August 20, 2017
Dear UT Community,
Last week, the horrific displays of hatred at the University of Virginia and in Charlottesville shocked and saddened the nation. These events make it clear, now more than ever, that Confederate monuments have become symbols of modern white supremacy and neo-Nazism.
After the Charleston, South Carolina, church shooting in June 2015, and with the urging of students, I formed a task force of faculty, students, alumni and university leaders to evaluate six statues on UT's Main Mall that included depictions of four military and political leaders of the Confederacy. The task force presented five options, ranging from the installation of contextual materials to the removal of some or all of the statues. At that time, I decided to move the statues of Jefferson Davis and U.S. President Woodrow Wilson. The Davis statue has since been restored and presented at UT’s Dolph Briscoe Center for American History in a scholarly exhibition about the Littlefield Fountain and the six Main Mall statues.
During the past several days, I have talked with student leaders, students, faculty members, staff members and alumni to listen to their views after the revelatory events in Charlottesville. I also revisited the very thorough 2015 task force report. After considering the original task force report and with the events of the past week and my discussions with the campus community in mind, I have decided to relocate the remaining four statues.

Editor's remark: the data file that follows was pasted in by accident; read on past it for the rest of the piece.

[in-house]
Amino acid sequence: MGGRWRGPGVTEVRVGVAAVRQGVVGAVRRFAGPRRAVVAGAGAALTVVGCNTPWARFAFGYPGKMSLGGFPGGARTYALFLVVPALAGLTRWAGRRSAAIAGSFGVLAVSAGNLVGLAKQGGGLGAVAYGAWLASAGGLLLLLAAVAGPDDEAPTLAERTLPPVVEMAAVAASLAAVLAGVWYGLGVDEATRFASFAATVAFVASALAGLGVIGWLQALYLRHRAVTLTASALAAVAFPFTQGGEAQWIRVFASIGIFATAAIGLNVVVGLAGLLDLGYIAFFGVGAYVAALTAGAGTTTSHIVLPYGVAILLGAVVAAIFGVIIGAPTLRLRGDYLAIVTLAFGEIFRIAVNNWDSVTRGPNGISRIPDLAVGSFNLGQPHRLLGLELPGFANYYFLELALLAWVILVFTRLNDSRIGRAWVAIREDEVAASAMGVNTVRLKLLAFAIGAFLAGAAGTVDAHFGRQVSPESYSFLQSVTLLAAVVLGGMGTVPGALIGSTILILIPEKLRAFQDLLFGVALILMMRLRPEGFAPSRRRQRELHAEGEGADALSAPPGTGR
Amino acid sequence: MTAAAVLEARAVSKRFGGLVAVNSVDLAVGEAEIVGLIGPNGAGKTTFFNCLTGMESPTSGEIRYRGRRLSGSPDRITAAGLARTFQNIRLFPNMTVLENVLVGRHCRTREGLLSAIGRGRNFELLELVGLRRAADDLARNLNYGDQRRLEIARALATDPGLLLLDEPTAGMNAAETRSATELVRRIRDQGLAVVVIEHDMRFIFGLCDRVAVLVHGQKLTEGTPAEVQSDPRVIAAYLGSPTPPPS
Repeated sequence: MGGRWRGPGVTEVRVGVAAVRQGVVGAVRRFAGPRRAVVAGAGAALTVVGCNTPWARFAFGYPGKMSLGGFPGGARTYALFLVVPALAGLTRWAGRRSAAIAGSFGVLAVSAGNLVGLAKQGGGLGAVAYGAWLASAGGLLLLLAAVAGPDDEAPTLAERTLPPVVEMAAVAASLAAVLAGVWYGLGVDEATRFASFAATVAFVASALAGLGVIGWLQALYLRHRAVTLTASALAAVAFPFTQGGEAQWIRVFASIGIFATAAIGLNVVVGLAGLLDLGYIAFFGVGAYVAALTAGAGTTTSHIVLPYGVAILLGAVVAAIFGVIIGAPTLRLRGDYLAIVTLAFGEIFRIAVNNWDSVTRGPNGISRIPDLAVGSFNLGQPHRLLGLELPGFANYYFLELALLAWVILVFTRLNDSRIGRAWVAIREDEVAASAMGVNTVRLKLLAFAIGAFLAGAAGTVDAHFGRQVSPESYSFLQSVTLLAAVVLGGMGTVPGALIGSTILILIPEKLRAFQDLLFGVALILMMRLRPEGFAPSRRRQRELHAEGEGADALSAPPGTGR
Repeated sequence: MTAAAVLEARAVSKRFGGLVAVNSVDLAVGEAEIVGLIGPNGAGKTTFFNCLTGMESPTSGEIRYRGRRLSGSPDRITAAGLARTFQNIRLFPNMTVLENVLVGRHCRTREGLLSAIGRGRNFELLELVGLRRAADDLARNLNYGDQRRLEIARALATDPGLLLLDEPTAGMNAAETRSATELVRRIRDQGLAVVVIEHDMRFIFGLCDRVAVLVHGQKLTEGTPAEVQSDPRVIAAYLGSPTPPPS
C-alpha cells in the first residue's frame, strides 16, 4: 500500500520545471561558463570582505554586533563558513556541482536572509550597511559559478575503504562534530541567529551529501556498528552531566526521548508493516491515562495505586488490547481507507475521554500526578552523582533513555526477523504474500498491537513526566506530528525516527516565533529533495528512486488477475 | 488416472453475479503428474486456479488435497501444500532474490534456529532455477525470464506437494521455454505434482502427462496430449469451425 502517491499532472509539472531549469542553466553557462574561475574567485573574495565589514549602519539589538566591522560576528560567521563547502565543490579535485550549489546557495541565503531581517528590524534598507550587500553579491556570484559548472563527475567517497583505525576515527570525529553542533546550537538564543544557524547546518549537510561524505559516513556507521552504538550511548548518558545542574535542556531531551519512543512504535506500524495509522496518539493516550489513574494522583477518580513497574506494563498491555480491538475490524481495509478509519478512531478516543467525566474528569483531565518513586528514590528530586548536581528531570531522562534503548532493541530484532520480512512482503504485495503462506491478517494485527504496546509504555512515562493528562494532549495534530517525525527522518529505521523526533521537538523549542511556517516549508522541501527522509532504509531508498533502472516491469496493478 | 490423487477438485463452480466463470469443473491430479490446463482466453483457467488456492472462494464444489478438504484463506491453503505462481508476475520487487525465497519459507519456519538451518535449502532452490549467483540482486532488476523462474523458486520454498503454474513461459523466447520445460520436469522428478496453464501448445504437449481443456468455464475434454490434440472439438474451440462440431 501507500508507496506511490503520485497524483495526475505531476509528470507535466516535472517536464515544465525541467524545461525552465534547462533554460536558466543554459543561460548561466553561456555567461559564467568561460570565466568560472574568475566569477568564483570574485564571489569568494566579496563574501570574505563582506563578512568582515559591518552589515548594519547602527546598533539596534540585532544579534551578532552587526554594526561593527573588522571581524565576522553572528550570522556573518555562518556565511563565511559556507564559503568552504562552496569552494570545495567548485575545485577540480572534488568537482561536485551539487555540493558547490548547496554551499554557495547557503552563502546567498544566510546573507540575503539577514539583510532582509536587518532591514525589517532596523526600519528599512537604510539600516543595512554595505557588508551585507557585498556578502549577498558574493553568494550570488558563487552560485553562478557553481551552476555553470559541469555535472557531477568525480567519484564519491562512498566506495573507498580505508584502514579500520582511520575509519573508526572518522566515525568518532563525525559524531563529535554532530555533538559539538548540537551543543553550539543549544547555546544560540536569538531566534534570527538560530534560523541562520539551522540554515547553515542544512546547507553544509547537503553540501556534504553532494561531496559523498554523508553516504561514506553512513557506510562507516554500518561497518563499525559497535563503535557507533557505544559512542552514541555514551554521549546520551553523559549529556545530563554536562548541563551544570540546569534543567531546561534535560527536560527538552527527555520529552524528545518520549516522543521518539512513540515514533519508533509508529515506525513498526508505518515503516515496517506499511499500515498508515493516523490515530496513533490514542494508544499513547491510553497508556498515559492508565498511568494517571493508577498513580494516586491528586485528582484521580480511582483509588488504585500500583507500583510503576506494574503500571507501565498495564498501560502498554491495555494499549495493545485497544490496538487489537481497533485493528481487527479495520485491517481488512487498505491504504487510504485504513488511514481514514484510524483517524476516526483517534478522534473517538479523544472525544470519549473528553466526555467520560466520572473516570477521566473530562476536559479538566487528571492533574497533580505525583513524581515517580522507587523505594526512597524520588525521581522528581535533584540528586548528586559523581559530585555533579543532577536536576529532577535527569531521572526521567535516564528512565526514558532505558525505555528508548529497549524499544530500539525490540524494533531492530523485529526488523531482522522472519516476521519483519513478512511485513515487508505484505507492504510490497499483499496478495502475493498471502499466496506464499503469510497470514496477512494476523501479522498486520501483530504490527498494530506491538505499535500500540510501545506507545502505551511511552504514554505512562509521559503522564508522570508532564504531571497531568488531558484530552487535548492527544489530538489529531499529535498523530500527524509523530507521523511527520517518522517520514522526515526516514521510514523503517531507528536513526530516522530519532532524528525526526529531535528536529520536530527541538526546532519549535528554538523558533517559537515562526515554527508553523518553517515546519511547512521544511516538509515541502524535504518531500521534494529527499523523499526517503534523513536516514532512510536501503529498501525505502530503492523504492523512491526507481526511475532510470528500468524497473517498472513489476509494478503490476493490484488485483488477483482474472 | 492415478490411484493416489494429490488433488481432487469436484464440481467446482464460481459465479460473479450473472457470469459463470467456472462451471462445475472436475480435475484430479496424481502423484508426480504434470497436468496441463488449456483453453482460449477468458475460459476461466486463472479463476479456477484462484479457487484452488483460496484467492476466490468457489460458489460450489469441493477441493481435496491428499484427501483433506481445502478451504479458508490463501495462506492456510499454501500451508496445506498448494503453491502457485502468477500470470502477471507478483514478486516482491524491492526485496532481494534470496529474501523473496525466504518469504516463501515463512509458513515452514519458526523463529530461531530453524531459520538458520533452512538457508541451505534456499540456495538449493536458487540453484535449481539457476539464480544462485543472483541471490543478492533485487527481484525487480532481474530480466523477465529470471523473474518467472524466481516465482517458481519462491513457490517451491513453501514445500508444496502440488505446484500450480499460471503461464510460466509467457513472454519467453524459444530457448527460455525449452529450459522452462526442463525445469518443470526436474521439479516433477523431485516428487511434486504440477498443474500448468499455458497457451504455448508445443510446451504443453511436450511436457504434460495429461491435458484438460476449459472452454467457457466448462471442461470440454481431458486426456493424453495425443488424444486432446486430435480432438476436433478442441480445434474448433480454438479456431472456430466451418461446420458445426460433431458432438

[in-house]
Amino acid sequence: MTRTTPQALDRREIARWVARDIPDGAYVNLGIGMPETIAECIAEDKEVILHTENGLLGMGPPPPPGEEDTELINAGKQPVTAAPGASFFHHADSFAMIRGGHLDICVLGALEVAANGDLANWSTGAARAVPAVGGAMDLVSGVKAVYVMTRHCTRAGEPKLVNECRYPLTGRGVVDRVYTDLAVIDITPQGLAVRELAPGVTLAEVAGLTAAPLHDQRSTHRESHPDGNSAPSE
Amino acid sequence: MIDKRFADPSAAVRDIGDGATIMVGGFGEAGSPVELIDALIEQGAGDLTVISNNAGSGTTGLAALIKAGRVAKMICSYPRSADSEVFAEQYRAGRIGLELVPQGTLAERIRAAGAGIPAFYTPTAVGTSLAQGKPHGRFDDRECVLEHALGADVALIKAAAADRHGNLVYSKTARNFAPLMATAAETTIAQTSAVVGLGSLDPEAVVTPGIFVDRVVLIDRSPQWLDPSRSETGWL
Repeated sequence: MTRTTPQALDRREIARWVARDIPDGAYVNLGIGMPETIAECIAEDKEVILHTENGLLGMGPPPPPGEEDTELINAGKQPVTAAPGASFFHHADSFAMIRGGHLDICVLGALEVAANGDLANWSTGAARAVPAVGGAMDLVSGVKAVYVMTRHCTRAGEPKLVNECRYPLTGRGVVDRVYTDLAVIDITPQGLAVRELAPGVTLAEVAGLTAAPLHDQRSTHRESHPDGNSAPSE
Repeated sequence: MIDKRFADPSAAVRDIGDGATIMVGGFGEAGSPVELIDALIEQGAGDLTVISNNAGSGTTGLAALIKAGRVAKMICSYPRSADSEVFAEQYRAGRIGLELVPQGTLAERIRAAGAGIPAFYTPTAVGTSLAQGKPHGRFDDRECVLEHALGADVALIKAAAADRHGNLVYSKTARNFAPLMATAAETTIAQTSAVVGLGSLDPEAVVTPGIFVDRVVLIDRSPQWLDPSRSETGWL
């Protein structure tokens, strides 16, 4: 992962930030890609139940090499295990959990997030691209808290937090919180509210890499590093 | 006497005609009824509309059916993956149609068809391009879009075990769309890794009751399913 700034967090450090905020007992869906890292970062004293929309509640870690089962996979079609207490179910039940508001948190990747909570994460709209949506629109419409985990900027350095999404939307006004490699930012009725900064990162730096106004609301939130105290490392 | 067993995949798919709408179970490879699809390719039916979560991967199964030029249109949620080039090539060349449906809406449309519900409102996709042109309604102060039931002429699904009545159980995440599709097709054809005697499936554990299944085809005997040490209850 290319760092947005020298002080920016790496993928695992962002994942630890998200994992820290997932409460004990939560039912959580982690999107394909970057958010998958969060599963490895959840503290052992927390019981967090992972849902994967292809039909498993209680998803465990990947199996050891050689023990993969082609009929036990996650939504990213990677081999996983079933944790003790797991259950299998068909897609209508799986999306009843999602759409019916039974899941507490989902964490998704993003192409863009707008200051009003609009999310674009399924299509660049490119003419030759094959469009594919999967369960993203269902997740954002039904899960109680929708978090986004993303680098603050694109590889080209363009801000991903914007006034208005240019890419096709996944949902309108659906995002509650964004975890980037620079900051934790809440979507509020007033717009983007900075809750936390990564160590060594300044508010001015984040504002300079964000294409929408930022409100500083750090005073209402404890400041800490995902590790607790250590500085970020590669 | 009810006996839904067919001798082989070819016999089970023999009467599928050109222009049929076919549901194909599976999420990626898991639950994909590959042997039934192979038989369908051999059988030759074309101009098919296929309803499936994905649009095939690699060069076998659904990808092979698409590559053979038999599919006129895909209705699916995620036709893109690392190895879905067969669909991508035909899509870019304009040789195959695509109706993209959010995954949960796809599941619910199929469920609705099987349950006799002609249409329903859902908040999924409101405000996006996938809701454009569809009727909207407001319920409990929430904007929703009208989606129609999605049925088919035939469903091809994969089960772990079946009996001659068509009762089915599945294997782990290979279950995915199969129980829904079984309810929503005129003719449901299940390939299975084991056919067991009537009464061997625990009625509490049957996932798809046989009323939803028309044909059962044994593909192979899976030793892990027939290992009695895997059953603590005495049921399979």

The statues depicting Robert E. Lee, Albert Sidney Johnston, John Reagan and James Stephen Hogg are now being removed from the Main Mall. The Lee, Johnston and Reagan statues will be added to the collection of the Briscoe Center for scholarly study. The statue of James Hogg, governor of Texas (1891-1895), will be considered for re-installation at another campus site.
The University of Texas at Austin is a public educational and research institution, first and foremost. The historical and cultural significance of the Confederate statues on our campus — and the connections that individuals have with them — are severely compromised by what they symbolize. Erected during the period of Jim Crow laws and segregation, the statues represent the subjugation of African Americans. That remains true today for white supremacists who use them to symbolize hatred and bigotry.
The University of Texas at Austin has a duty to preserve and study history. But our duty also compels us to acknowledge that those parts of our history that run counter to the university’s core values, the values of our state and the enduring values of our nation do not belong on pedestals in the heart of the Forty Acres.
We do not choose our history, but we choose what we honor and celebrate on our campus. As UT students return in the coming week, I look forward to welcoming them here for a new academic year with a recommitment to an open, positive and inclusive learning environment for all.
Gregory L. Fenves